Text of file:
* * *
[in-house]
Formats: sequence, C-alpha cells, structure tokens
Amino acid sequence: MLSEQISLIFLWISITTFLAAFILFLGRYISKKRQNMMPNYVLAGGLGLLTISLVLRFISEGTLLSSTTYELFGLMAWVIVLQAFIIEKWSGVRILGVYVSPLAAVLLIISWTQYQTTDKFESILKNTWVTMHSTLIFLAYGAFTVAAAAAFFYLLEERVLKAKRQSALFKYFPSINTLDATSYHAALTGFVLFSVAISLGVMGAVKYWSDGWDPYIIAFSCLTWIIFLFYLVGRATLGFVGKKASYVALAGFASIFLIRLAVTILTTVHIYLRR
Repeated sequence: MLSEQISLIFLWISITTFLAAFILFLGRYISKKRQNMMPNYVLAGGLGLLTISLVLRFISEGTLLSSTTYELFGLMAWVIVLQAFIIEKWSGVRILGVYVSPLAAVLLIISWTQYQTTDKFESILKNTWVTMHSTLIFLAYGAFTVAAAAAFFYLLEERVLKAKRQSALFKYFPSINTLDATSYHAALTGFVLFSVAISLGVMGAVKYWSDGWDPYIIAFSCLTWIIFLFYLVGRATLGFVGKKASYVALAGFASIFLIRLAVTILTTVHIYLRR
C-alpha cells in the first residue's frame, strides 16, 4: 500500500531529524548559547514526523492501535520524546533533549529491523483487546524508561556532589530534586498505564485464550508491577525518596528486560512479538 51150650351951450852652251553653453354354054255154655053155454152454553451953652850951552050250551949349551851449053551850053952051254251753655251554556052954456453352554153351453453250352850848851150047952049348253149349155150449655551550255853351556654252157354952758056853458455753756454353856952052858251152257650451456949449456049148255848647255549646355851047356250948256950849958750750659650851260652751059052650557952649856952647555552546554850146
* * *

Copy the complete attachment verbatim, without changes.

[in-house]
Formats: sequence, C-alpha cells, structure tokens
Amino acid sequence: MLSEQISLIFLWISITTFLAAFILFLGRYISKKRQNMMPNYVLAGGLGLLTISLVLRFISEGTLLSSTTYELFGLMAWVIVLQAFIIEKWSGVRILGVYVSPLAAVLLIISWTQYQTTDKFESILKNTWVTMHSTLIFLAYGAFTVAAAAAFFYLLEERVLKAKRQSALFKYFPSINTLDATSYHAALTGFVLFSVAISLGVMGAVKYWSDGWDPYIIAFSCLTWIIFLFYLVGRATLGFVGKKASYVALAGFASIFLIRLAVTILTTVHIYLRR
Repeated sequence: MLSEQISLIFLWISITTFLAAFILFLGRYISKKRQNMMPNYVLAGGLGLLTISLVLRFISEGTLLSSTTYELFGLMAWVIVLQAFIIEKWSGVRILGVYVSPLAAVLLIISWTQYQTTDKFESILKNTWVTMHSTLIFLAYGAFTVAAAAAFFYLLEERVLKAKRQSALFKYFPSINTLDATSYHAALTGFVLFSVAISLGVMGAVKYWSDGWDPYIIAFSCLTWIIFLFYLVGRATLGFVGKKASYVALAGFASIFLIRLAVTILTTVHIYLRR
C-alpha cells in the first residue's frame, strides 16, 4: 500500500531529524548559547514526523492501535520524546533533549529491523483487546524508561556532589530534586498505564485464550508491577525518596528486560512479538 51150650351951450852652251553653453354354054255154655053155454152454553451953652850951552050250551949349551851449053551850053952051254251753655251554556052954456453352554153351453453250352850848851150047952049348253149349155150449655551550255853351556654252157354952758056853458455753756454353856952052858251152257650451456949449456049148255848647255549646355851047356250948256950849958750750659650851260652751059052650557952649856952647555552546554850146